A major environmental rule means a rule, the specific intent of which is to protect the environment or reduce risks to human health from environmental exposure, and that may adversely affect in a material way the economy, a sector of the economy, productivity, competition, jobs, the environment, or the public health and safety of the state or a sector of the state. The specific intent of these adopted rules is to adopt amendments to a number of existing NESHAPs incorporated into Chapter 113 and adopt incorporations of three NESHAPs not yet incorporated into Chapter 113, two of which replaced standards previously vacated by court actions. The NESHAPs are promulgated by the EPA for source categories mandated by 42 United States Code (USC), §7412 and are required to be included in operating permits by 42 USC, §7661a. These NESHAPs are technology-based standards commonly referred to as MACT or GACT standards which the EPA develops to regulate emissions of HAPs as required under the FCAA. Certain sources of HAPs will be affected and stationary sources are required to comply with federal standards whether or not the commission adopts the standards or takes delegation from the EPA. As discussed in the Fiscal Note of the rulemaking proposal, the adopted rules are not anticipated to add any significant additional costs to affected individuals or businesses beyond what is already required to comply with federal MACT or GACT standards on the economy, a sector of the economy, productivity, competition, jobs, the environment, or the public health and safety of the state or a sector of the state.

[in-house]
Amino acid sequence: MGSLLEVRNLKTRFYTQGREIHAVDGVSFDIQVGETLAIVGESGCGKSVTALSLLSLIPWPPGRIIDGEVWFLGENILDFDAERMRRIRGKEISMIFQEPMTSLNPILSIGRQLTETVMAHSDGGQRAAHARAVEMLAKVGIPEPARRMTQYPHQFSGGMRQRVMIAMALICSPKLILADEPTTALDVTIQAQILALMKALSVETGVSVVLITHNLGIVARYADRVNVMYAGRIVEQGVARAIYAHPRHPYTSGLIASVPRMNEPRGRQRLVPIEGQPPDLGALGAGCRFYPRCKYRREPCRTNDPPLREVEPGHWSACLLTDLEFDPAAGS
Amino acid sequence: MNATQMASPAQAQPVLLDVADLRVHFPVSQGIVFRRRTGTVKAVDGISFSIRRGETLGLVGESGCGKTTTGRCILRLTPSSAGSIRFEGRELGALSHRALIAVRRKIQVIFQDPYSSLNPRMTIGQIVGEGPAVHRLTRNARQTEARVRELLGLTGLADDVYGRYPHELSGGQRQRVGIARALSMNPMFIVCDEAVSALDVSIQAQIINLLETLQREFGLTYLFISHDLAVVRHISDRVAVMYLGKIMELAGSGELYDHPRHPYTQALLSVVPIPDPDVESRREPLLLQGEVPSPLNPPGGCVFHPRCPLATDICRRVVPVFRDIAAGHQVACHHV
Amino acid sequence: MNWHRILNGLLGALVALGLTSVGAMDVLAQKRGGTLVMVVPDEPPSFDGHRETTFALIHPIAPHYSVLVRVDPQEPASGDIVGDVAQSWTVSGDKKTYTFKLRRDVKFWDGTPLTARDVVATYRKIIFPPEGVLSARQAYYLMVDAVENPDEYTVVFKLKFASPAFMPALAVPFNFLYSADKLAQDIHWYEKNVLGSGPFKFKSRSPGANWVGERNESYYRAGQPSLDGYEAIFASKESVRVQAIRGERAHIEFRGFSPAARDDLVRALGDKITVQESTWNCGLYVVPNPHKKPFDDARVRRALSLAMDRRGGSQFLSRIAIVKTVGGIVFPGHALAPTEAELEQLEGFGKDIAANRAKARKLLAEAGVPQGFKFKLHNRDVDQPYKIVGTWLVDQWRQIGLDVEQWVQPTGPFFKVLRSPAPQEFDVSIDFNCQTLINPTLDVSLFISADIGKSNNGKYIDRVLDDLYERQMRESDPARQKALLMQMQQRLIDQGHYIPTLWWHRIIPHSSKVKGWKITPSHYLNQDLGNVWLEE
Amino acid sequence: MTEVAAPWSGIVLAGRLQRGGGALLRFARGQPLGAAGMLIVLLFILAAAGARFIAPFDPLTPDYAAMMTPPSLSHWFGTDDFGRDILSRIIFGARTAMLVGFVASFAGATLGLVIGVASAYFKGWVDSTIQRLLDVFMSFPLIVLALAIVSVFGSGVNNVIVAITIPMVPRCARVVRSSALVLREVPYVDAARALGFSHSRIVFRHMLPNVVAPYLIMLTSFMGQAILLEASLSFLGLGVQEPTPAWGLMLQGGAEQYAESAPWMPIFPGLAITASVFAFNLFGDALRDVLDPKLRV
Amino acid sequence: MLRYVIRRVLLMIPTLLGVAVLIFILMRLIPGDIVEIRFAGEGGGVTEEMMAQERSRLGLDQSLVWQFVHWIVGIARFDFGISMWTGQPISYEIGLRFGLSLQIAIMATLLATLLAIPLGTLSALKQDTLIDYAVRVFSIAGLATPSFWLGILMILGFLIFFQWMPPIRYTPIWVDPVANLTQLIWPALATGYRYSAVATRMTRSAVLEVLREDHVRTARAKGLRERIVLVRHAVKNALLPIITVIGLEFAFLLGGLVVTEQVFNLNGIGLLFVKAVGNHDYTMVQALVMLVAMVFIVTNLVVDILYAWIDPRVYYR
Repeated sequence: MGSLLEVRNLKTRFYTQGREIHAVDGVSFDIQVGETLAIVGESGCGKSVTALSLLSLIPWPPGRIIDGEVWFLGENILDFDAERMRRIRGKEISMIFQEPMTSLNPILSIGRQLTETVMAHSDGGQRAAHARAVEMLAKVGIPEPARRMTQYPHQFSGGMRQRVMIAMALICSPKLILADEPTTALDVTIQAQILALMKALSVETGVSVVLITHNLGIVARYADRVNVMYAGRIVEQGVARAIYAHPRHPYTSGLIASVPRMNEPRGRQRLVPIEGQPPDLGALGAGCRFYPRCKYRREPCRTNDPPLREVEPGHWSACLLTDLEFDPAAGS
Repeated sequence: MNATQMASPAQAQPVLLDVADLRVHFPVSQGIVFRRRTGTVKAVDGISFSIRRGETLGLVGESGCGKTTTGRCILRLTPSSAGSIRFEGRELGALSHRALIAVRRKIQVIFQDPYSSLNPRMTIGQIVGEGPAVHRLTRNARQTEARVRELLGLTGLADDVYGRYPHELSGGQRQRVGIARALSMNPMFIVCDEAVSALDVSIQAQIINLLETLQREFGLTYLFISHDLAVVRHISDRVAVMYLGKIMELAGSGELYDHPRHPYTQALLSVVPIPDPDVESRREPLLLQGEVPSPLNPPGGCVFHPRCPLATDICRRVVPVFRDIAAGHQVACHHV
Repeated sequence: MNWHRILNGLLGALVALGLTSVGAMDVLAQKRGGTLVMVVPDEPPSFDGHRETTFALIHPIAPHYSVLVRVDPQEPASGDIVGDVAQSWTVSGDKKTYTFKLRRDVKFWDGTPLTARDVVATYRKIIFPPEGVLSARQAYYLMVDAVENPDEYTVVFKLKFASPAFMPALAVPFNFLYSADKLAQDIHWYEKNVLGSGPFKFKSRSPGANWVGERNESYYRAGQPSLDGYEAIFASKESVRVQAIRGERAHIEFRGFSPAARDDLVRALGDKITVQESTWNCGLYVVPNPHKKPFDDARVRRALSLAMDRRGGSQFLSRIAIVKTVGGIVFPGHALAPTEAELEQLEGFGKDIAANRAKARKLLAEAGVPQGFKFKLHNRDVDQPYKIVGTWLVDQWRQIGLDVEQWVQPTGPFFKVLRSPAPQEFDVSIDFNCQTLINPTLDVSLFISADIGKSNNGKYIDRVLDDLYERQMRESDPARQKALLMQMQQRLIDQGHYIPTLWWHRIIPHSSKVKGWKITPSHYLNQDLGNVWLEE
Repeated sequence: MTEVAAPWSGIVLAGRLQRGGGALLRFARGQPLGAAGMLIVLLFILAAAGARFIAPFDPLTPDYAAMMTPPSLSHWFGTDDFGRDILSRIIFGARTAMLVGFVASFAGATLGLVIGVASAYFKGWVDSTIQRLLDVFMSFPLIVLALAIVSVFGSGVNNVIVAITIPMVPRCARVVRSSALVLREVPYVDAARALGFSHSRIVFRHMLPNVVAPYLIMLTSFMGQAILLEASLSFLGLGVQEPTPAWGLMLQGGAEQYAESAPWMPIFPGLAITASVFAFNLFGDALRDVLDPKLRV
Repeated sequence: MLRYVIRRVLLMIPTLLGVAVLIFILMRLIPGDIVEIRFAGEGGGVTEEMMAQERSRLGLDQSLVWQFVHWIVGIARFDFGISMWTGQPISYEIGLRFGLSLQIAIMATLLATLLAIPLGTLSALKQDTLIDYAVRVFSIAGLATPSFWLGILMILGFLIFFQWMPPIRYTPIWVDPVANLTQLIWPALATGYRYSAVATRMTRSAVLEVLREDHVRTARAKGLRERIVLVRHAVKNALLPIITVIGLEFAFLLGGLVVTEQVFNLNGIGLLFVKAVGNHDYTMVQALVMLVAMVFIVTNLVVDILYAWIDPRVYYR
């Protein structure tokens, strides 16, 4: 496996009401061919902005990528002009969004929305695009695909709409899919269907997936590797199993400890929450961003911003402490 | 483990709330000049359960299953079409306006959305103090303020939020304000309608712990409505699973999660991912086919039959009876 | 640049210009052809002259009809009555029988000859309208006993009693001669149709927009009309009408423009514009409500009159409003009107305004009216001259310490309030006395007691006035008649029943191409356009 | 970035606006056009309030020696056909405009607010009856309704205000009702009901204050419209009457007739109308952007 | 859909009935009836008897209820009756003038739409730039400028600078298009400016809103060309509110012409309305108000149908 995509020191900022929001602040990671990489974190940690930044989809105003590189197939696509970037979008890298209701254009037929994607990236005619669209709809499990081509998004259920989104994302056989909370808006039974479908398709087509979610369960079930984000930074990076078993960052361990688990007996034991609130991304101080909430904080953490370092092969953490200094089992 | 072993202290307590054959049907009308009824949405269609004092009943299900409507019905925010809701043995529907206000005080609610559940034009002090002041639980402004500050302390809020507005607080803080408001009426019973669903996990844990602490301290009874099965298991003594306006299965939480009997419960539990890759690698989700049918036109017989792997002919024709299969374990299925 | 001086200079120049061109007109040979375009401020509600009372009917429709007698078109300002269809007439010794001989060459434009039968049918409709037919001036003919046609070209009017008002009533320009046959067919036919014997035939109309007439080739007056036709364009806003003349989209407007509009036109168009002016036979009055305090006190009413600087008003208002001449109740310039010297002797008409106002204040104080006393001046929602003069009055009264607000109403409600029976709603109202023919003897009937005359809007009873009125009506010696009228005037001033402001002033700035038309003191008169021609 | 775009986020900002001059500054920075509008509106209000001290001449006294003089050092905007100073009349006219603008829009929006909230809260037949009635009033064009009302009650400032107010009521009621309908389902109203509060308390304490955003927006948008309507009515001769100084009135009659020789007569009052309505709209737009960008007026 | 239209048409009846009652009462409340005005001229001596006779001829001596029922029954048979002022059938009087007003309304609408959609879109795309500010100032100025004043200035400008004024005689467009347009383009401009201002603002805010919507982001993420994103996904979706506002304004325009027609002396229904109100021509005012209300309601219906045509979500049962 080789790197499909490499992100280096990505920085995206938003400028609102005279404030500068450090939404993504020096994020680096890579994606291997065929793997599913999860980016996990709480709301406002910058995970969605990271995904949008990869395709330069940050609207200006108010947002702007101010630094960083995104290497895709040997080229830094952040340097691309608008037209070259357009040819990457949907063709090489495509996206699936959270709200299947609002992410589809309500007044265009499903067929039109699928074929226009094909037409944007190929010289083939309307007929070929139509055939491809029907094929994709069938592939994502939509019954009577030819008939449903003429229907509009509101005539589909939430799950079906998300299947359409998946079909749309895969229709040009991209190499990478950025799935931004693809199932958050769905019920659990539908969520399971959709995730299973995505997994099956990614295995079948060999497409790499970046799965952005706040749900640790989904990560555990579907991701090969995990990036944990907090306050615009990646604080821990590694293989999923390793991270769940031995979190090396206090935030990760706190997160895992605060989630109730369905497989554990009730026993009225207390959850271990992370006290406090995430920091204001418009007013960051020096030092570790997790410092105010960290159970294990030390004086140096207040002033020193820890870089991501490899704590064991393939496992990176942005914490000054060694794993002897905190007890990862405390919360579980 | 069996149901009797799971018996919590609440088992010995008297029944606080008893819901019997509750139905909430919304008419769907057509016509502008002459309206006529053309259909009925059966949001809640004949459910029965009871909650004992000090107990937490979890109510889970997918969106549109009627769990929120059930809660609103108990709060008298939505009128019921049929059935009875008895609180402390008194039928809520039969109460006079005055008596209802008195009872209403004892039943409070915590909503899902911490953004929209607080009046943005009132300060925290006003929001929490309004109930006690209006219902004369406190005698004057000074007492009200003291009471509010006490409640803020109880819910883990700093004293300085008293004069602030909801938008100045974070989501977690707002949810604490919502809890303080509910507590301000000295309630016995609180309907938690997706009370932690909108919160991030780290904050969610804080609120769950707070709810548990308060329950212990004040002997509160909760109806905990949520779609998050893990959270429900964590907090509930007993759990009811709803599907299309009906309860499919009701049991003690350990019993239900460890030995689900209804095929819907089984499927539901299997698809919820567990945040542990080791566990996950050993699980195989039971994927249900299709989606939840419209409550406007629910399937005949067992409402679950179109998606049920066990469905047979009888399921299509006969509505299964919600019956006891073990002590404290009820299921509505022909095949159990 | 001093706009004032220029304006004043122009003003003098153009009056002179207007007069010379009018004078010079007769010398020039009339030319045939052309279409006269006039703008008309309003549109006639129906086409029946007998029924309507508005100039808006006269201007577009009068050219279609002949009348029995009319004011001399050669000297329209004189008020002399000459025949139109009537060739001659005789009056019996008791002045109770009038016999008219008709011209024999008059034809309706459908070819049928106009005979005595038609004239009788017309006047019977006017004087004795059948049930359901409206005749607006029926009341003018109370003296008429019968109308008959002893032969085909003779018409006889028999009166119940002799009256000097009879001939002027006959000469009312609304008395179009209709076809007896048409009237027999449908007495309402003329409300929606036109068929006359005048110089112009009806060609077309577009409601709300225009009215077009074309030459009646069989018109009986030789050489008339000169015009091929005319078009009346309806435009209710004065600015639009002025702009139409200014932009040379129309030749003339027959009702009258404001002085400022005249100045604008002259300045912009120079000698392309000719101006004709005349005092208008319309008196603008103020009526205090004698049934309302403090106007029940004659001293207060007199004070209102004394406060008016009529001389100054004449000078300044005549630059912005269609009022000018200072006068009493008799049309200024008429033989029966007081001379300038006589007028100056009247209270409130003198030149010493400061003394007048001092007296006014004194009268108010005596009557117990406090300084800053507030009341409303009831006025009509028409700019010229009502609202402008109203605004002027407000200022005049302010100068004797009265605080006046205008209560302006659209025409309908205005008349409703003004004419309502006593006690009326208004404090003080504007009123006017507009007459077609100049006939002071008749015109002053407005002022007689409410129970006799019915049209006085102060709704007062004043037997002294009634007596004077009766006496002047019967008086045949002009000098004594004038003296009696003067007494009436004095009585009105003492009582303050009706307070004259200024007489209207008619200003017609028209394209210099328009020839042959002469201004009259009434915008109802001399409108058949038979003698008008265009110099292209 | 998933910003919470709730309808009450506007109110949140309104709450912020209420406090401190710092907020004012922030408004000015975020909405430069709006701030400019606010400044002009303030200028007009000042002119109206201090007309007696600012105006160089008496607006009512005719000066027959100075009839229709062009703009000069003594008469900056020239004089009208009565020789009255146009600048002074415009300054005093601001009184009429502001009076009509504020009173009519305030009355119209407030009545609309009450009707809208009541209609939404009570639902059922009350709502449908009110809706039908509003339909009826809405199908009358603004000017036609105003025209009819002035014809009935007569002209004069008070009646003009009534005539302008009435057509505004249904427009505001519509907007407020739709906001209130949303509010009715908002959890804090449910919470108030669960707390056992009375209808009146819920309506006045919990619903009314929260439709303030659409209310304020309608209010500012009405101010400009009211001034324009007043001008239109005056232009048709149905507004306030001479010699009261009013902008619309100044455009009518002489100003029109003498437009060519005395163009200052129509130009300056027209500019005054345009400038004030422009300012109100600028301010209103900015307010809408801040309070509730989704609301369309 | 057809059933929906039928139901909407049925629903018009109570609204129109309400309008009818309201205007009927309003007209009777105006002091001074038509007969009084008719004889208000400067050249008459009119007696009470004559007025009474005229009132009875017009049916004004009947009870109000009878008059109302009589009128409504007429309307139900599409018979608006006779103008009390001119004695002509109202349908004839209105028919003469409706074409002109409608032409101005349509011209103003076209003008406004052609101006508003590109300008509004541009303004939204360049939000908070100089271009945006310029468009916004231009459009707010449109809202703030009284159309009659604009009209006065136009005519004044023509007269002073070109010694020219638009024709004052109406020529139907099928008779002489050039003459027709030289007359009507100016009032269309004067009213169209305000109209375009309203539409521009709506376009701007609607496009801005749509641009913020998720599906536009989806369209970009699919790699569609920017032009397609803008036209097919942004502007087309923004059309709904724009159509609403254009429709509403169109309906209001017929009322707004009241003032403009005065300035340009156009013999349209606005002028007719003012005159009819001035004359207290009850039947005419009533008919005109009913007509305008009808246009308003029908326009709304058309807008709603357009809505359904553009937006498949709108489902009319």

Additionally, the rulemaking does not meet any of the four applicability criteria for requiring a RIA for a major environmental rule, which are listed in Texas Government Code, §2001.0225(a). Texas Government Code, §2001.0225, applies only to a major environmental rule, the result of which is to: 1) exceed a standard set by federal law, unless the rule is specifically required by state law; 2) exceed an express requirement of state law, unless the rule is specifically required by federal law; 3) exceed a requirement of a delegation agreement or contract between the state and an agency or representative of the federal government to implement a state and federal program; or 4) adopt a rule solely under the general powers of the agency instead of under a specific state law.